Bases which can be employed in the method of this invention include magnesium hydroxide, calcium hydroxide, strontium hydroxide, barium hydroxide, sodium carbonate, potassium carbonate, rubidium carbonate, cesium carbonate, and mixtures thereof. If desired, the hydroxy can beproduced in situ by the reaction of the corresponding oxide with water.

The organic amides used in the method of this invention should be substantially liquid at the reaction temperatures and pressures employed. The amides can be cyclic or acyclic and can have 1 to about carbon atoms per molecule. Examples of some suitable amides include formamide, acetamide, N-methylformamide, N,N-dimethylformamide, N,N-dimethylacetamide, N- ethylpropionamide, N,N-dipropylbutyramide, 2- pyrrolidone, N-methyl-Z-pyrrolidone, e-caprolactam, N -methyl-e-caprolactam, N ,N -ethylenedi-2- pyrrolidone, hexamethylphosphoramide, tetramethylurea, and the like and mixtures thereof.

Alkali metal bisulfides which can be used in the process of this invention include the bisulfides of lithium, sodium, potassium, rubidium, cesium and mixtures thereof.

The components used in the preparation of the arylene sulfide polymer can be introduced into contact in any order. Water which can be present in any composite formed from any of the preceding compounds, for example, the composite formed from the polyhalosubstituted aromatic compound, the alkali metal bisulfide, the base and the organic amide or which can be present in a composite formed from the alkali metal bisulfide, the base and the organic amide can be removed, for example, by distillation, prior to conducting the polymerization reaction. Such water can be present as an impurity, as a solvent or diluent or as water of hydration. Regardless of whether a water removal step is employed, at least a portion of the: composition formed from the polyhalo-substituted aromatic compound, the alkali metal bisulfide, the base, and the organic amide is maintained at polymerization conditions to produce the arylene sulfide polymer.

The ratio of reactants can vary considerably but about 0.9 to about 2, and preferably about 0.95 to about 1.2, gram-moles of the polyhalo-substituted aromatic compound will generally be employed per grammole of alkali metal bisulfide. The base generally will be employed in an amount within the range of from about 0.3 to 4, and preferably from about 0.4 to about 2, gram-equivalentsper gram-mole of alkali metal bisulfide. As used herein, one gram-equivalent of the hydroxides of magnesium, calcium, strontium and barium represents the same amount as one-half gram-mole of these substances, whereas for the carbonates of sodium, potassium, rubidium, and cesium, the amount represented by one gram-equivalent is considered to be the same as that represented by one gram-mole.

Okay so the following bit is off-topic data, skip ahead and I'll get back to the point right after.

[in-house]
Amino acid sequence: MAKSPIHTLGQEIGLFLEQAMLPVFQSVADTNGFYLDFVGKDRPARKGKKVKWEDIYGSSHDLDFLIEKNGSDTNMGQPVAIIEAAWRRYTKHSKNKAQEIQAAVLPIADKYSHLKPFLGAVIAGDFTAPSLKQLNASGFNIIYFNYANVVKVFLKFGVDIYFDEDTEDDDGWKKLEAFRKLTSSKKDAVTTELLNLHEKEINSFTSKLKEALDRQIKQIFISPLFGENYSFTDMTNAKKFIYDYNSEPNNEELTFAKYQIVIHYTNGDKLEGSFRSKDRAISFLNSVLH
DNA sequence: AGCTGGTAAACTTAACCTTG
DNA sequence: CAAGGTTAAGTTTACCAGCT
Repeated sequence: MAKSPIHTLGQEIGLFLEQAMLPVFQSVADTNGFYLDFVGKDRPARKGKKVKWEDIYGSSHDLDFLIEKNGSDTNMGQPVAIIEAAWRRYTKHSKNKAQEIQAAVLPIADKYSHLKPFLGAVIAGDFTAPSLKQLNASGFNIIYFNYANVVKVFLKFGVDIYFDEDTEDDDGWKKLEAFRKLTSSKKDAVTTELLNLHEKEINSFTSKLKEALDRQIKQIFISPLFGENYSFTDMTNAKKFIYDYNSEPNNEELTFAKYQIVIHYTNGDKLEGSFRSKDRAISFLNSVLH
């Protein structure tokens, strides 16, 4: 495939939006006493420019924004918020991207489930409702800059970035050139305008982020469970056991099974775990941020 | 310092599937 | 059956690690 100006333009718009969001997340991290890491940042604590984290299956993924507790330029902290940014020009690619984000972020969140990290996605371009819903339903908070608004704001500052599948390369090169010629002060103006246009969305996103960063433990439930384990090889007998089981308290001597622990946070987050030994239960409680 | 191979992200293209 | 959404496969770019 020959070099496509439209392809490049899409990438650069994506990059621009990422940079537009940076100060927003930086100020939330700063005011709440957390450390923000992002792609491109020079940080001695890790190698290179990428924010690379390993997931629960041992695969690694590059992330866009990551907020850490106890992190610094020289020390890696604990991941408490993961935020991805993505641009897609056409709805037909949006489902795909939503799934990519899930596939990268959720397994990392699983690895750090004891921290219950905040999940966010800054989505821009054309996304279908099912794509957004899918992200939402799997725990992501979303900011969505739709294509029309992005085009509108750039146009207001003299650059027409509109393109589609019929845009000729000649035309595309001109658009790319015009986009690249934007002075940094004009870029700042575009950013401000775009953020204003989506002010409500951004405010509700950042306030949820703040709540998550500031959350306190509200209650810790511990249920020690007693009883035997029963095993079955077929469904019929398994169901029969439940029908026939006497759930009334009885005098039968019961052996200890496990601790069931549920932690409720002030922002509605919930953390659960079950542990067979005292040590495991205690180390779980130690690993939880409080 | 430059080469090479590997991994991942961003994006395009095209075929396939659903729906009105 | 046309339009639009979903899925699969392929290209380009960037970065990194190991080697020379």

The amount of organic amide employed can also vary over a wide range but will generally be within the range of from about grams to about 2,500 grams per gram-mole of polyhalo-substituted aromatic compound employed.

The temperature at which the polymerization can be conducted can vary over a wide range and will generally be within the range of from about C. to about 450 C. and preferably within the range of from about C. to about 350 C. The reaction time will be within the range of from about 10 minutes to about 3 days and preferably from about 1 hour to about 8 hours. The pressure need be only sufficient to maintain the polyhalo-substituted aromatic compound and the organic amide substantially in the liquid phase and to retain the sulfur source therein.